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Tuesday, August 05, 2008
 Faraz_1984 Banned Join Date: Apr 2008 Location: Alone Posts: 598 Thanks: 787 Thanked 290 Times in 205 Posts
Probability Distributions

Probability Distributions
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Definitions
Random Variable
Variable whose values are determined by chance
Probability Distribution
The values a random variable can assume and the corresponding probabilities of each.
Expected Value
The theoretical mean of the variable.
Binomial Experiment
An experiment with a fixed number of independent trials. Each trial can only have two outcomes, or outcomes which can be reduced to two outcomes. The probability of each outcome must remain constant from trial to trial.
Binomial Distribution
The outcomes of a binomial experiment with their corresponding probabilities.
Multinomial Distribution
A probability distribution resulting from an experiment with a fixed number of independent trials. Each trial has two or more mutually exclusive outcomes. The probability of each outcome must remain constant from trial to trial.
Poisson Distribution
A probability distribution used when a density of items is distributed over a period of time. The sample size needs to be large and the probability of success to be small.
Hypergeometric Distribution
A probability distribution of a variable with two outcomes when sampling is done without replacement.

Stats: Probability Distributions
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Probability Functions
A probability function is a function which assigns probabilities to the values of a random variable.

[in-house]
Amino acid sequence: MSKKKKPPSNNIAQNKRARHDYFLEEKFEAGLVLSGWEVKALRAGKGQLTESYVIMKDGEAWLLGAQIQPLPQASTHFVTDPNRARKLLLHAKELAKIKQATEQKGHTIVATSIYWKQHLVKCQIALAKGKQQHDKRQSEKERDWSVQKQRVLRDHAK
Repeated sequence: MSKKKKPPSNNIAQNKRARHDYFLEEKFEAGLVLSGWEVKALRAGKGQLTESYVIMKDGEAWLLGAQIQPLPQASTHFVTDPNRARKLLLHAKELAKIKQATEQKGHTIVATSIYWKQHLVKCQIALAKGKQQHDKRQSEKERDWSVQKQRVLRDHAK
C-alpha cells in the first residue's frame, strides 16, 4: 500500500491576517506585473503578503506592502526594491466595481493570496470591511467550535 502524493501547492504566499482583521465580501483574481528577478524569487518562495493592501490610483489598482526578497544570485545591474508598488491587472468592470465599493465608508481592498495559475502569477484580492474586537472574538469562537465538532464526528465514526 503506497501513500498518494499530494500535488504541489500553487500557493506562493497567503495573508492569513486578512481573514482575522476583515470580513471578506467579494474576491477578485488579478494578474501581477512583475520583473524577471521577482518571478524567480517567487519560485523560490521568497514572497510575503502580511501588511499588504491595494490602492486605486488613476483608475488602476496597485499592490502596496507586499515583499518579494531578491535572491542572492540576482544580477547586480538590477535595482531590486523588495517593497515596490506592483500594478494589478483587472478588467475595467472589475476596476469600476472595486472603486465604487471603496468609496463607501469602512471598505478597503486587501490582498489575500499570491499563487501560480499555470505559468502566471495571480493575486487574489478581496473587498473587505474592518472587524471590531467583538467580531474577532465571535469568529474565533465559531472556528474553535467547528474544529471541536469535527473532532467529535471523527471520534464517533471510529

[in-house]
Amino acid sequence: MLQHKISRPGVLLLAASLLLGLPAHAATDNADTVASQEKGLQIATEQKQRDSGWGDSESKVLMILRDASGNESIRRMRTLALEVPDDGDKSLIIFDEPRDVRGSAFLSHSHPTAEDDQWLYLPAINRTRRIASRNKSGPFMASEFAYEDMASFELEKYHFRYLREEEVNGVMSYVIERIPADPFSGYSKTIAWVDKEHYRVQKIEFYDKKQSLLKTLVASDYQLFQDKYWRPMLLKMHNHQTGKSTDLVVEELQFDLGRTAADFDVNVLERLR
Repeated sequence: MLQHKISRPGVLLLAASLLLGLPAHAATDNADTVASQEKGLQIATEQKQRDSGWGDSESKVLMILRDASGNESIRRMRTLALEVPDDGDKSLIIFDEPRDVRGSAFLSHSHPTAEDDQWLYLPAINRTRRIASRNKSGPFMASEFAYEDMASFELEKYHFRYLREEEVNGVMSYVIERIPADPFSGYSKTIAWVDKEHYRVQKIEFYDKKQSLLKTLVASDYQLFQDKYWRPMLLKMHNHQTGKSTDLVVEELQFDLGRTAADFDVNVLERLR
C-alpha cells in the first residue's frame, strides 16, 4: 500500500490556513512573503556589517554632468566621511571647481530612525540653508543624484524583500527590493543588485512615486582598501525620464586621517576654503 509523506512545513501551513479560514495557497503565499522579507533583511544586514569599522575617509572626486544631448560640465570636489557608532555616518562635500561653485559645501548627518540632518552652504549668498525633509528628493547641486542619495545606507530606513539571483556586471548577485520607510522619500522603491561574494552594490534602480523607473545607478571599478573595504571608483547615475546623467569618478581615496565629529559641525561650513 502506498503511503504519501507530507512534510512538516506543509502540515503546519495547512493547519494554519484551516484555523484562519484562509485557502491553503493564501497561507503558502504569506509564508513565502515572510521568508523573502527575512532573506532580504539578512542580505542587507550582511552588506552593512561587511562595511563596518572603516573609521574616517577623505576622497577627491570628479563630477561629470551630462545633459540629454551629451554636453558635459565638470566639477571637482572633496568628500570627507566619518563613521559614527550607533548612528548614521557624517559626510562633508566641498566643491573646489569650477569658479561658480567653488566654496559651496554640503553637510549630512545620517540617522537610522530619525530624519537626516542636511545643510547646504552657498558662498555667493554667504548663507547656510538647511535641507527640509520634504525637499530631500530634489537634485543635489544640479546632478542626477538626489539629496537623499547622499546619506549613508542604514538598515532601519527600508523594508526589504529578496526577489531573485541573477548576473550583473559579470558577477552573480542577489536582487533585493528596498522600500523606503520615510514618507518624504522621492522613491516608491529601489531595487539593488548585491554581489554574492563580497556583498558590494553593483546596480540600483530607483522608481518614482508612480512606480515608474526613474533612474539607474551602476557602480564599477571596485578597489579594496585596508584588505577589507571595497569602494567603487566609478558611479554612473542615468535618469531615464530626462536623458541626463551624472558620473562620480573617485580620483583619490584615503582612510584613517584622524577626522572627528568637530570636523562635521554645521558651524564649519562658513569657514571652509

• All the probabilities must be between 0 and 1 inclusive
• The sum of the probabilities of the outcomes must be 1.
If these two conditions aren't met, then the function isn't a probability function. There is no requirement that the values of the random variable only be between 0 and 1, only that the probabilities be between 0 and 1.
Probability Distributions
A listing of all the values the random variable can assume with their corresponding probabilities make a probability distribution.
A note about random variables. A random variable does not mean that the values can be anything (a random number). Random variables have a well defined set of outcomes and well defined probabilities for the occurrence of each outcome. The random refers to the fact that the outcomes happen by chance -- that is, you don't know which outcome will occur next.
Here's an example probability distribution that results from the rolling of a single fair die.
x 1 2 3 4 5 6 sum
p(x) 1/6 1/6 1/6 1/6 1/6 1/6 6/6=1
Mean, Variance, and Standard Deviation
Consider the following.
The definitions for population mean and variance used with an ungrouped frequency distribution were:
Some of you might be confused by only dividing by N. Recall that this is the population variance, the sample variance, which was the unbiased estimator for the population variance was when it was divided by n-1.
Using algebra, this is equivalent to:
Recall that a probability is a long term relative frequency. So every f/N can be replaced by p(x). This simplifies to be:
What's even better, is that the last portion of the variance is the mean squared. So, the two formulas that we will be using are:

Here's the example we were working on earlier.
x 1 2 3 4 5 6 sum
p(x) 1/6 1/6 1/6 1/6 1/6 1/6 6/6 = 1
x p(x) 1/6 2/6 3/6 4/6 5/6 6/6 21/6 = 3.5
x^2 p(x) 1/6 4/6 9/6 16/6 25/6 36/6 91/6 = 15.1667
The mean is 7/2 or 3.5
The variance is 91/6 - (7/2)^2 = 35/12 = 2.916666...
The standard deviation is the square root of the variance = 1.7078
Do not use rounded off values in the intermediate calculations. Only round off the final answer.
 The Following User Says Thank You to Faraz_1984 For This Useful Post: Bilal Salim (Wednesday, February 02, 2011)